What's Your ISP's Speed?
Average speeds compared to advertised speeds improved in 2012, but most providers studied still fall short.
You know what you pay for in ISP access speed, but what do you get?
The FCC wanted to know, so it commissioned testing of the largest ISP providers in 2011. The 2011 report found that the delivered speed was usually near the advertised speed--sometimes higher and sometimes slower. For 2012, the results showed improvement, but most providers tested were still delivering below-advertised speeds.
The information is contained in the report, "Measuring Broadband America--July 2012: Consumer wireline broadband performance in the U.S.".
Five of the 14 ISPs tested consistently deliver nearly 100% or greater than the advertised speed to the consumer. The speeds were delivered during peak traffic time periods when bandwidth usage was high. In contrast, only two ISPs were capable of this peak demand delivery in 2011. The average ISP in 2011 delivered about 87% of their advertised download speed during peak traffic periods. The figure is now 96%.
However, the chart below from the FCC report demonstrates that, despite the improvement, most of the 14 ISPs do not live up to their advertised speeds. Note that Cablevision and Verizon Fiber (FiOS) access consistently deliver better-than-advertised speed even during peak traffic periods, while Verizon DSL access is consistently below the advertised speed. (There are 21 comparison charts in the July 2012 Report.
In my own case, I started my Internet access on dial up connections. I then migrated to DSL. I now have Verizon FiOS fiber service. DSL speeds can vary based on the local loop length, how many filters are on the DSL line and even whether there's a heavy rain. Eventually my local loop failed and I was assigned a new twisted pair connection. I did not gain any speed with the new local loop connection.
Indeed, the delivery of the advertised speed does depend on the technology in use. The FCC testing discovered that the cable and DSL improved from 2011 to 2012, but they still struggle to meet the advertised speeds.
As shown in the next chart below, the three access technologies vary in actual speed versus advertised performance during peak periods. DSL averages about 84% of advertised download speed during peak periods. In 2011, DSL was measured at 82%. Cable speeds rose from 93% in 2011 to 99% of the advertised speed in 2012. Fiber-to-the-home (FTTH) improved from 114% in 2011 to 117% in 2012.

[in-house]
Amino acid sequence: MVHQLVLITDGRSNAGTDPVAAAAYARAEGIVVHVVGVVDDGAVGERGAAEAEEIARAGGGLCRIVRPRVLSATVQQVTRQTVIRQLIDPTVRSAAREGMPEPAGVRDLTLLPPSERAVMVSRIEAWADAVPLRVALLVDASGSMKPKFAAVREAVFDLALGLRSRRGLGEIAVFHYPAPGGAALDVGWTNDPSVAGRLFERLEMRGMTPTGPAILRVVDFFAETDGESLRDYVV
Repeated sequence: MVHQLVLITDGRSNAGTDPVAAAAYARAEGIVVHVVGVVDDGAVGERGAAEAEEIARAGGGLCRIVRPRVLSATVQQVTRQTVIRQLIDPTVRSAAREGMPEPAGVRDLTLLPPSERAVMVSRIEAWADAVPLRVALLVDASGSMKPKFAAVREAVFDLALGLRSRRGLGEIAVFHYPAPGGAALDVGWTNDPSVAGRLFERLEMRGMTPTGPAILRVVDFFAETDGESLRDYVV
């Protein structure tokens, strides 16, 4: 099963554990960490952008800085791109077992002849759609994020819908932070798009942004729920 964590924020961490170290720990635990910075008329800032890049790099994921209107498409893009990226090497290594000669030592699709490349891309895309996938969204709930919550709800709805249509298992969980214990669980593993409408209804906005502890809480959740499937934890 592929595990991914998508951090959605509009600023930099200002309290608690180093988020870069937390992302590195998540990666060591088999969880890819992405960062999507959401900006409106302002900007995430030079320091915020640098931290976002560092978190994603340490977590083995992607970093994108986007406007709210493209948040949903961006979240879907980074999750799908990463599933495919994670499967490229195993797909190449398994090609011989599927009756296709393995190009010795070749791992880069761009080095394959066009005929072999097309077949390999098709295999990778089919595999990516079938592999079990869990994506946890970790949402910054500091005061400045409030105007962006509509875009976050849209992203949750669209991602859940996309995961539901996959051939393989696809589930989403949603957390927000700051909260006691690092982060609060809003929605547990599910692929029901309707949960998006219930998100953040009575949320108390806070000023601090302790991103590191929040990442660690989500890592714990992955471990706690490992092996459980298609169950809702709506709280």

Upload speed performance is generally better at delivering advertised speeds than download performance during peak usage periods for cable and DSL access. Fiber access delivered the opposite--the fiber download speed was faster than the upload speed.
Two areas that will interest readers are the effects this testing showed for VoIP and streaming video. Here is what the FCC report had to say:
VoIP. VoIP services, which can be used with a data rate as low as 100 kilobits per second (kbps) but require relatively low latency, were adequately supported by all of the service tiers discussed in this Report. However, VoIP quality may suffer during times when household bandwidth is shared by other services. The VoIP measurements utilized for this Report were not designed to detect such effects.
Streaming Video. 2012 test results suggest that video streaming will work across all technologies tested, though the quality of the video that can be streamed will depend upon the speed tier. For example, standard definition video is currently commonly transmitted at speeds from 1 Mbps to 2 Mbps. High quality video can demand faster speeds, with full HD (1080p) demanding 5 Mbps or more for a single stream. Consumers should understand the requirements of the streaming video they want to use and ensure that their chosen broadband service tier will meet those requirements, including when multiple members of a household simultaneously want to watch streaming video on separate devices. For the future, video content delivery companies are researching ultra-high definition video services...which would require higher transmission speeds.
The FCC 2012 Report analysis was based on 13 separate measurements that characterize the various aspects of broadband performance to a consumer's home. The participating ISPs agreed to base the Report on a full month of data. The ISP participants agreed to April 2012 as the data collection test month.
Mobile broadband services are not included in the FCC report. This is due to the challenges inherent in measuring the delivered performance of mobile networks. Distance, location, network saturation, and even the data plan can affect the actual mobile broadband speed delivered.